Queen Ants Dismember and Bury Corpses in Elaborate Death Rituals

Updated | Often, when ant queens notice that their co-queens have died, they react with prudence: they butcher their fellow colony member's body and bury it. But how to get rid of the body? As a new study describes, she has a few ways.

Queen ants have evolved to get along. They sometimes pair up to co-found new colonies, perhaps when potential nests are not widely available. They will share quarters, birthing worker ants together in harmony.

But the cooperation carries a steep risk. If one ant gets an infection and dies, that leaves the other ant prone to getting the same infection from the dead body.

Founding_Queen_Ants Two co-founding queen ants and their larvae. Christopher Pull.

In response, the ants make short work of dead queen carcasses. If the queens have enough worker ants, some of them remove the body from the nest, taking them to an external graveyard. Some ants have garbage dumps right in their own colony, where they take trash like dead bodies. If queens don’t have worker ants, such as in the case of queens who have just started laying eggs together, they have to address their dead partners themselves. She takes a practical approach, lifting her dead co-queen in her mouth parts to break up the body and then burying the pieces.

Researchers at the Institute of Science and Technology Austria wanted to know just how tied this behavior was to the risk of spreading a contagious illness. For their study, published Thursday  BMC Evolutionary Biology, the scientists gathered pairs of queens and sprayed one individual from half of the pairs with a solution containing a fungus. For the other half of the pairs, one queen was sprayed with a control solution that did not have the fungus.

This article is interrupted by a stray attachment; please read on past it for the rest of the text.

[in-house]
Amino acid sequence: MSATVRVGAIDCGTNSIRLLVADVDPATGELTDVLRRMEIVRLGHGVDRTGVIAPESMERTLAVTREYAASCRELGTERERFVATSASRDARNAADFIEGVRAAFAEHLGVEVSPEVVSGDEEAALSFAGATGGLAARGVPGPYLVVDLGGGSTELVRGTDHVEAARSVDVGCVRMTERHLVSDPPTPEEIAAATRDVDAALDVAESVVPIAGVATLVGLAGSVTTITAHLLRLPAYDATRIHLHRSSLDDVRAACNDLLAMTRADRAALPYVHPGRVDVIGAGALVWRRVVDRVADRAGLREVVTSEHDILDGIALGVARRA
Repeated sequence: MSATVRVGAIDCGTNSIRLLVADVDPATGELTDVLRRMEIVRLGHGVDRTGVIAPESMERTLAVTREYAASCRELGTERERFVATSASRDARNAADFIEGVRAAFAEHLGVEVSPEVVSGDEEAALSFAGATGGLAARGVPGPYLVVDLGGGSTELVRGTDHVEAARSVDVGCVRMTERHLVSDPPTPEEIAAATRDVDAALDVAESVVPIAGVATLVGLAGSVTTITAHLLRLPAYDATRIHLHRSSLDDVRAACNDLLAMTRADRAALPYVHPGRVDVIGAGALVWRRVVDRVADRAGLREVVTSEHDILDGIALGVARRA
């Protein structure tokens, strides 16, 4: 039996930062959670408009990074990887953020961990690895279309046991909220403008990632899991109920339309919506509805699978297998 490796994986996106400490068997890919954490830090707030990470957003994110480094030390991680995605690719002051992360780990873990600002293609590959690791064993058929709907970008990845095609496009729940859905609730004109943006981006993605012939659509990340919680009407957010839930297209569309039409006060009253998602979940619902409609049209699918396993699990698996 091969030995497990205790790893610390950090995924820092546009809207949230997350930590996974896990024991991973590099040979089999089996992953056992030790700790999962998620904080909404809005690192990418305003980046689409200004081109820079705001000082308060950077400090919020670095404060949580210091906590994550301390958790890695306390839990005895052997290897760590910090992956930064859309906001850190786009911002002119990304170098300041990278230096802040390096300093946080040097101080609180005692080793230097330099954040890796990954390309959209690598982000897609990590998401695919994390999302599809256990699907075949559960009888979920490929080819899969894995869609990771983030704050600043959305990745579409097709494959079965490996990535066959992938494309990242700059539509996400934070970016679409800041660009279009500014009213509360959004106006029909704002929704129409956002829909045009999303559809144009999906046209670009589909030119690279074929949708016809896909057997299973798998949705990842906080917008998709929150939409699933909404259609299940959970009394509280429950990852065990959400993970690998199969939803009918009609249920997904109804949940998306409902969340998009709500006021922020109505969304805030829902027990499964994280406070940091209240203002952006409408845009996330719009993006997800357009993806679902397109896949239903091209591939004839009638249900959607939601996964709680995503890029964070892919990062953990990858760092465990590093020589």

Queen_that died of a fungal infection_Green blogs represent new infectious spores growing out of her body_Credit_Christopher Pull Queen that died of a fungal infection. Green dots represent new infectious spores growing out of her body. Christopher Pull

As each queen from the fungal-spray group became infected and died, the healthy queen from the pair would sometimes bite the body, breaking it into small pieces. She would then drag it to the side of the Petri dish to bury it.

And even when a co-queen had been sprayed with the harmless solution, queen ants buried dead queen bodies placed in their presence. The ants that didn’t perform this behavior and lived with the bodies instead had an increased likelihood of dying from the same cause. 

This research could help explain the evolutionary reasoning behind why humans bury our dead as well. “It’s unusual that [burying the dead] has also evolved in humans,” Christopher Pull, the lead author on the study, told Newsweek. “But it’s probably a byproduct of living in a social society where we have to contain our dead, and it’s probably the same with social insects.” says Pull, who studies the behavior of social insects.

Other social insects who engage in similar behavior include honeybees, who employ specific mortician bees to pick up dead bee bodies and remove them from the hive. Termites will actually build their fellow termite's carcasses into their nests.

There could be several reasons for the ants' dismembering behavior, says Pull. An animal that has been broken into smaller parts is easier to bury, and breaking up a fungal infection can prevent it from spreading.

This article has been updated with additional information about burial behavior. 

Perhaps not surprisingly the ants are known to wear black to these funerals. 

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